This Swedish company, Softube, is always at the top of their game, and the Softube Tape plugin is right on target. Tape includes three different tape machine types in one plugin. Type A is based on a classic Swiss high-end reel-to-reel machine, known and loved for its precision and linearity. Type B is much more colorful—it's a transformer-based machine, which adds extra weight and cream to the low-end. Lastly, Type C is based on a British tape machine with a distinct vintage vibe.

A classic remakes another classic with this Eddie Kramer-endorsed Waves plugin. The Waves Kramer Master Tape is modeled on a rare vintage 1/4" reel-to-reel machine used in London's famed Olympic Studios. With adjustable tape speed, bias, flux, wow and flutter, and noise parameters, the Kramer Master Tape provides comprehensive control over the contours of your sound.

From top-of-the-line multi-track consoles to humble cassette decks, this tape machine emulation from the German mainstays u-he gives almost infinite flexibility with its feature offerings. A harmonic coloration device that celebrates all of the historical developments in tape technology, the u-he Satin Tape Emulation includes saturation, transient smoothing, compression, noise modulation, flutter, and hiss. It also gives you controls over delay and flange.

This very simple yet effective tape machine emulation from German outfit Black Rooster Audio, is straightforward for someone just getting into the world of saturation emulations. The Black Rooster Audio Magnetite Tape Saturator keeps it simple with just the necessary controls, such as recording and playback amplifier gain, tape response, and saturation, NAB pre-and de-emphasis EQs, different tape speeds, bias levels, hiss, and hum. Loud harmonics at the twist of a knob.

Inspired by the innovative Studer A810 tape machine, known for excellent frequency response even at the critical high- and low-frequency range limits, Boston-based iZotope makes a great module for analog tape sound inside of their already brilliant iZotope Ozone 8 Advanced mastering suite. I think that this module is really slept on because it's implanted in a much larger software offering. However, I use this often, as it sounds really good when you push input drive almost to the max, and then just walk it back until you get that desired distortion.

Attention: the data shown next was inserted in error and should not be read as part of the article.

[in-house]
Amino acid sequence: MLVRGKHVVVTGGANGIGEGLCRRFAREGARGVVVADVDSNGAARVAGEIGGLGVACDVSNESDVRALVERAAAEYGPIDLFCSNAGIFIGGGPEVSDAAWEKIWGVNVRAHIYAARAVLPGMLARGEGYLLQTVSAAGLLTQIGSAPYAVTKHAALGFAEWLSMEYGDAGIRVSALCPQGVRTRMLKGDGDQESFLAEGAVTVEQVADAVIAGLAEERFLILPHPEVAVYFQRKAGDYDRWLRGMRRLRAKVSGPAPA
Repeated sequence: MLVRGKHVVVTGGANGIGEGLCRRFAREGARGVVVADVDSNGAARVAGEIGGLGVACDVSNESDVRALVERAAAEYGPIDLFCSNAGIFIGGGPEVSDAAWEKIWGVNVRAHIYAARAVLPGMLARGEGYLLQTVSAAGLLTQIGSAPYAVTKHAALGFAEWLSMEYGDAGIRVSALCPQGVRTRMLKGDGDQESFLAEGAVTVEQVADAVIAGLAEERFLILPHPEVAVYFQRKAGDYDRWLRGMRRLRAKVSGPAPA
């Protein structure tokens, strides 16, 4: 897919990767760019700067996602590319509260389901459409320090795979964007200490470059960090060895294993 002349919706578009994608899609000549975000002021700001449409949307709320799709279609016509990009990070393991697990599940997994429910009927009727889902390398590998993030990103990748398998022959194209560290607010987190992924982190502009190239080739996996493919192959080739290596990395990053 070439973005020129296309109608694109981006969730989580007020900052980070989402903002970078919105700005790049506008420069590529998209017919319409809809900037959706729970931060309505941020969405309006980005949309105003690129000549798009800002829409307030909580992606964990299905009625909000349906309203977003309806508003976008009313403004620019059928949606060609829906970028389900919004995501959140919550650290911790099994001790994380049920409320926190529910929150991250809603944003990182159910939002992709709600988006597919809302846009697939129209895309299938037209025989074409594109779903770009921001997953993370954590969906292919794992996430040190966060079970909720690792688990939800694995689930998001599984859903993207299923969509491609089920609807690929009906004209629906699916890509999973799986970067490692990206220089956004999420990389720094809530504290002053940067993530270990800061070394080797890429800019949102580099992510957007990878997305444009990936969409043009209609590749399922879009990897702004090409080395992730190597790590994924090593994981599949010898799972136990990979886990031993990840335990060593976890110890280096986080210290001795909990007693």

A precision model of the very machine used to record many of the greatest masterpieces in modern music, Waves modeled the Studer J37 tape machine used at Abbey Road Studios with their Waves J37 Tape Saturator plugin. With a variety of user-adjustable controls including tape speed, bias, noise, saturation, and wow and flutter, this is a faithful recreation of the sonic signature of the original machine—with an added tape delay feature throw in, just for kicks.

Produced by the Dutch masters FabFilter, this multi-saturation modeler aims to quench all of your harmonic distortion thirsts. The FabFilter Saturn Saturation and Distortion offers a range of different high-quality distortion models, inspired by the vintage sound of tubes, tape, and guitar amps. In addition, you also get three creative distortion styles, with which you can smudge, stretch, crush, rectify, and clip your sounds in weird and unexpected ways.

This saturation tool comes directly from the Los Angeles via India company BeatSkillz. The REELight Tape Saturation is a tape saturation plugin with many features for getting an authentic tape sound. Using their proprietary RTT technology, which they also used in their fantastic Valvesque, their tube version of this harmonic coloration device, like the Magnetite plugin mentioned earlier, is a very straightforward tape machine emulation. Turn a few knobs and get a nice and easy-to-use saturation sound for any use case.


Have a favorite? Not seeing a tape emulation plugin you already know and love? Let us know in the comments.